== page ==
I know what you’re thinking, another Elephant Collection?! But actually Asian Elephants and African Elephants are very different, we share more DNA with Bonobos than they share with each other! Crazy, right? Which is why Asian Elephant Conservation needs it’s own Pigments by Liv Collection.
Found throughout India and Southeast Asia, Asian Elephants (Elephas maximus) are actually a singular species with possibly three living subspecies. According to Trunks & Leaves, these subspecies are found in three different countries and include Elephas maximus: maximus (Sri Lanka), sumatranus (Sumatra) and borneensis (Borneo).
What’s the difference between African and Asian Elephants?
These two elephants differ both physically and behaviourally, which in turn has a huge effect on the conservation of their respective species. For example, unlike African Elephants Cows (females), Asian Elephant Cows don’t have tusks. That means, because of ivory poaching and trade, the sex-ratio of Bulls to Cows is skewed – which is not good for reproduction.
Are Asian Elephants endangered?
To put it plainly, yes. The IUCN tags Asian Elephants as <EN>, meaning they are endangered, and their population is also recorded as decreasing. There are 10 times more African Elephants than Asian Elephants in the world.
Why do we need Asian Elephant Conservation?
If, god forbid, all Asian elephants disappeared, what would happen to their eco-systems? Well, Asian Elephants love to roam. Like African Forest Elephants, their sheer size helps to create pathways through dense vegetation, giving greater access to other wildlife. This is incredibly important for maintaining the biodiversity of the forest.
A design inspired wild Asian Elephant Conservation
Elephant tourism is super popular in Asia, but it has little to no impact on Asian Elephant conservation. This is why I wanted the Asian Elephant design to focus on the conservation of Asian elephants in the wild. There are four hidden messages features of the design that do this.
Why do Asian Elephants have pink spots?
As Asian Elephants get older, they lose some of their natural skin pigments, making their face look like it’s covered in pink freckles. This made my heart melt, until I spoke to my favourite Elephant correspondent, @thegirlwiththeelephanttattoo. She shared with me that Asian Elephants can also get these freckles from sunburn – so they’re effectively the equivalent of age spots.
Asian Elephant rides are used throughout Asia to attract tourists. What you don’t see, is these amazing creatures being cleaned frequently to make them less smelly for tourists. This scrubbing removes the dirt that they wallow in, which they use to protect themselves from the sun. One reason, why captive Asian elephants have more pink freckles.
I wanted the Asian Elephant design to highlight this difference, which is why I wanted to make the pink watercolours stand out. So when someone asks, you can also share this story.
Different to African Elephants
As I mentioned earlier, Asian Elephants and African Elephants are completely different. So I wanted the Asian Elephant design to be recognisably different than the popular Pigments by Liv Elephant design. For me, one of the most prominent differences between the two species is the cows.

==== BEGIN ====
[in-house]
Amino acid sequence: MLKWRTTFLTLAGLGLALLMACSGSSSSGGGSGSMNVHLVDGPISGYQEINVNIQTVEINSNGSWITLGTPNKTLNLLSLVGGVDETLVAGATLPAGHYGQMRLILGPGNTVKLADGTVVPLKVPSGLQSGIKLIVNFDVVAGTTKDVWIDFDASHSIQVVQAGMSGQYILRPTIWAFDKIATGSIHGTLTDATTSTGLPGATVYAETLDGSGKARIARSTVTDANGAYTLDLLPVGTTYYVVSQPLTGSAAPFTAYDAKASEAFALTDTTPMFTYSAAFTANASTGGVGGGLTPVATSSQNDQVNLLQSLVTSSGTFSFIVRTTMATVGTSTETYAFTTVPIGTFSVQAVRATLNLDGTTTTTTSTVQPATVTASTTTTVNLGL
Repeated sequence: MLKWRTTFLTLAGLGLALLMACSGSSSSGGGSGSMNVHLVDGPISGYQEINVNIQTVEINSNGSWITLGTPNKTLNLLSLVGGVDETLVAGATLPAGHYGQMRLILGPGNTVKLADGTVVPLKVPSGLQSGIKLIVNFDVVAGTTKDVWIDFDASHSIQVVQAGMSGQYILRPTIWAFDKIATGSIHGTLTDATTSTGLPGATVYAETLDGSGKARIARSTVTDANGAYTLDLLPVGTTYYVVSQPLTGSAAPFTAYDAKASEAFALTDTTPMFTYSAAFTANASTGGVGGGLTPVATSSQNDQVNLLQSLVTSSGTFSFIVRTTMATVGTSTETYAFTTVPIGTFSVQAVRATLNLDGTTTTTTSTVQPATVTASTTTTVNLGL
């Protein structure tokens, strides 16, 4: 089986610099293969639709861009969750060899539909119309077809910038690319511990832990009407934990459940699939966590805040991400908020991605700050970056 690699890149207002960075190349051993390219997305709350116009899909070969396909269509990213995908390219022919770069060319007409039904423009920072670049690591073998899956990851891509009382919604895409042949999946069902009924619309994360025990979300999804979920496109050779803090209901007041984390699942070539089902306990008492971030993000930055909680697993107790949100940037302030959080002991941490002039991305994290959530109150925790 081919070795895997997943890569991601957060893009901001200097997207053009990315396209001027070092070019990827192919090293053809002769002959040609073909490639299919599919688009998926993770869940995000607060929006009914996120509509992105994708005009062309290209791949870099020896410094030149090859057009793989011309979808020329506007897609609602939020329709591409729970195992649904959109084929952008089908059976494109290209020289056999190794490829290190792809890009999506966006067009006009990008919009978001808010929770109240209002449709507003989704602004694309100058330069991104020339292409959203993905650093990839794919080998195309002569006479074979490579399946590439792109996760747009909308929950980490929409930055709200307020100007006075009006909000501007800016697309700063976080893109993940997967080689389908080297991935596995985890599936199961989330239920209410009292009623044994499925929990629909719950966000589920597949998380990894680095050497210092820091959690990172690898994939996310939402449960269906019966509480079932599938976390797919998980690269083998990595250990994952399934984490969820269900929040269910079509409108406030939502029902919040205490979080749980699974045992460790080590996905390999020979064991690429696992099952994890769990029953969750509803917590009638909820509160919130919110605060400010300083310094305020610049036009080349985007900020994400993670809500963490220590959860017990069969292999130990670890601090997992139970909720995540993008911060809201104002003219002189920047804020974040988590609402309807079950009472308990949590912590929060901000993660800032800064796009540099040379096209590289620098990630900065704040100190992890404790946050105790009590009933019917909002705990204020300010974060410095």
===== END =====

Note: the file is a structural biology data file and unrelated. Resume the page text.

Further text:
As we discovered previously, Asian Elephant cows, unlike African Elephant cows, don’t have tusks. Which has big implications on Asian Elephant Conservation. This is why I wanted the elephant that inspired the Asian Elephant design to be a cow, rather than a bull!
Inspired by Jasmine of Udawalawe National Park
When Trunks and Leaves first shared their idea of a partnership with me, I was over the moon. One of the first things they did, was introduce me to Jasmine. Jasmine is a Sri Lankan Asian Elephant and has played a big role in Trunks & Leaves.
Studying her has helped Trunks & Leaves, and therefore us, better understand Asian Elephant behaviour. Most importantly, their tendency to roam, these beautiful animals were made to be free! Although Jasmine frequents Udawalawe National Park, she is one of 1000 elephants that use the nearby elephant corridors.
As the human population expands, Jasmine’s adventures beyond the National Park highlight the need to protect these areas to reduce human-elephant conflict. Human elephant conflict outweighs poaching when it comes to Asian Elephant conservation. A huge focus for Trunks and Leaves.
the trunk and the leaf
If you look super closely at the Asian Elephant design you’ll see that Jasmine is using her trunk to grip a small branch. This is no accident! Usually, Pigments by Liv designs focus on just the animal. But I decided to include the leaf to represent Trunks and Leaves. Trunks and Leaves are dedicated to the conservation of wild Asian Elephants, and are the chosen charity the collection will donate to!
Supporting Wild Asian Elephant Conservation
Like all Pigments by Liv Collections, the Asian Elephant Collection will donate 10% of sales to a particular wildlife charity. Inspired by nature to give back to nature. There are 150 items in the Asian Elephant Collection to represent the 150 Asian Elephants that are permanent residence of Udawalawe National Park – an area Trunks and Leaves protect. 10% of every single one of these items will be donated to Trunks and Leaves to support Asian Elephant conservation. I hope it helps in their mission of “Facilitating the Peaceful Coexistence of People and Elephants”.
“Trunks & Leaves is the leading science-driven nonprofit organization dedicated to the conservation of wild Asian elephants and their habitats. Our work is guided by the fundamental belief that all conservation actions must be inspired and justified by facts and evidence. We study the elephants and the people because we recognize it is important to understand both sides of the story.”